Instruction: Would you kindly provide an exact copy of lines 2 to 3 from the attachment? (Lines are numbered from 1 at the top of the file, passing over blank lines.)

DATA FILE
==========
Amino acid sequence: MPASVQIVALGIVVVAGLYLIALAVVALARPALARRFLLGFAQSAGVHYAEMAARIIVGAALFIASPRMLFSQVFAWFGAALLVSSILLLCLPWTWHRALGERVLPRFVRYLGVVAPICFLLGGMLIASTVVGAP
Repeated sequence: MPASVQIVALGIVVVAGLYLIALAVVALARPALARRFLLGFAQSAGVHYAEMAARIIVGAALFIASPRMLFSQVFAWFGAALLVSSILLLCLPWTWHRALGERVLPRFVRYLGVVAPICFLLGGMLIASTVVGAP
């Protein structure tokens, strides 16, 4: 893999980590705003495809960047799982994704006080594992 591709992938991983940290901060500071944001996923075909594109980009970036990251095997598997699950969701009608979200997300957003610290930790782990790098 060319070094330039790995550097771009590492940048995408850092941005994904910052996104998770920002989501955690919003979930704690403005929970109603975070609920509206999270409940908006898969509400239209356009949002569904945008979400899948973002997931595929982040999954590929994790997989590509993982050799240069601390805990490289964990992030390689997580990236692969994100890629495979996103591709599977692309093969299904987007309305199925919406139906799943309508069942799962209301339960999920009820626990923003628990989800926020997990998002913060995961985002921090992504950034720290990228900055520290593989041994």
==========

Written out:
Repeated sequence: MPASVQIVALGIVVVAGLYLIALAVVALARPALARRFLLGFAQSAGVHYAEMAARIIVGAALFIASPRMLFSQVFAWFGAALLVSSILLLCLPWTWHRALGERVLPRFVRYLGVVAPICFLLGGMLIASTVVGAP
């Protein structure tokens, strides 16, 4: 893999980590705003495809960047799982994704006080594992 591709992938991983940290901060500071944001996923075909594109980009970036990251095997598997699950969701009608979200997300957003610290930790782990790098 060319070094330039790995550097771009590492940048995408850092941005994904910052996104998770920002989501955690919003979930704690403005929970109603975070609920509206999270409940908006898969509400239209356009949002569904945008979400899948973002997931595929982040999954590929994790997989590509993982050799240069601390805990490289964990992030390689997580990236692969994100890629495979996103591709599977692309093969299904987007309305199925919406139906799943309508069942799962209301339960999920009820626990923003628990989800926020997990998002913060995961985002921090992504950034720290990228900055520290593989041994």